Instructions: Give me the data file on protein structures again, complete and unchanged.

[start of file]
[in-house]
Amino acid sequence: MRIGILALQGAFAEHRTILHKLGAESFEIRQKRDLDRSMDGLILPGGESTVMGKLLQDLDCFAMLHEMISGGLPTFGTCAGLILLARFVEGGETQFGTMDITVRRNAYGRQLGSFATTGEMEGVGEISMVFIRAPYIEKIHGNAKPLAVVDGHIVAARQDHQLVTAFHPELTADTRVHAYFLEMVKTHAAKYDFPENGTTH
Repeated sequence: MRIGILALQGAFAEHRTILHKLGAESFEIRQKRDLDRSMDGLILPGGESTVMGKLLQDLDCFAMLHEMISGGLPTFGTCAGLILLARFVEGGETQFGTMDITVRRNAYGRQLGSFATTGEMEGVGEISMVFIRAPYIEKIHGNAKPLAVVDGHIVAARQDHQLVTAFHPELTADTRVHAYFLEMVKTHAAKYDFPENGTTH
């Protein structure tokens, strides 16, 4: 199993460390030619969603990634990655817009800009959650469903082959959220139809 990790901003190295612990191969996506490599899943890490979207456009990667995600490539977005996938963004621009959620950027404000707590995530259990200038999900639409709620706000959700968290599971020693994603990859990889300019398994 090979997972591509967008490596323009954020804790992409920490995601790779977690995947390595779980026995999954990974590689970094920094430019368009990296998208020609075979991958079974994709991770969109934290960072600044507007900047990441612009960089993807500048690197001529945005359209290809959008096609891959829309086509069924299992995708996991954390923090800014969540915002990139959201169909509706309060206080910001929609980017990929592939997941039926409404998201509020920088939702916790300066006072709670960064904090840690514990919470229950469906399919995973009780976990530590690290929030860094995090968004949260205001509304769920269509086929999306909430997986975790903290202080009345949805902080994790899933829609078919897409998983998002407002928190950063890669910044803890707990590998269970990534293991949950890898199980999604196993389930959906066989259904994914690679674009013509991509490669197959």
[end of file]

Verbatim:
[in-house]
Amino acid sequence: MRIGILALQGAFAEHRTILHKLGAESFEIRQKRDLDRSMDGLILPGGESTVMGKLLQDLDCFAMLHEMISGGLPTFGTCAGLILLARFVEGGETQFGTMDITVRRNAYGRQLGSFATTGEMEGVGEISMVFIRAPYIEKIHGNAKPLAVVDGHIVAARQDHQLVTAFHPELTADTRVHAYFLEMVKTHAAKYDFPENGTTH
Repeated sequence: MRIGILALQGAFAEHRTILHKLGAESFEIRQKRDLDRSMDGLILPGGESTVMGKLLQDLDCFAMLHEMISGGLPTFGTCAGLILLARFVEGGETQFGTMDITVRRNAYGRQLGSFATTGEMEGVGEISMVFIRAPYIEKIHGNAKPLAVVDGHIVAARQDHQLVTAFHPELTADTRVHAYFLEMVKTHAAKYDFPENGTTH
């Protein structure tokens, strides 16, 4: 199993460390030619969603990634990655817009800009959650469903082959959220139809 990790901003190295612990191969996506490599899943890490979207456009990667995600490539977005996938963004621009959620950027404000707590995530259990200038999900639409709620706000959700968290599971020693994603990859990889300019398994 090979997972591509967008490596323009954020804790992409920490995601790779977690995947390595779980026995999954990974590689970094920094430019368009990296998208020609075979991958079974994709991770969109934290960072600044507007900047990441612009960089993807500048690197001529945005359209290809959008096609891959829309086509069924299992995708996991954390923090800014969540915002990139959201169909509706309060206080910001929609980017990929592939997941039926409404998201509020920088939702916790300066006072709670960064904090840690514990919470229950469906399919995973009780976990530590690290929030860094995090968004949260205001509304769920269509086929999306909430997986975790903290202080009345949805902080994790899933829609078919897409998983998002407002928190950063890669910044803890707990590998269970990534293991949950890898199980999604196993389930959906066989259904994914690679674009013509991509490669197959």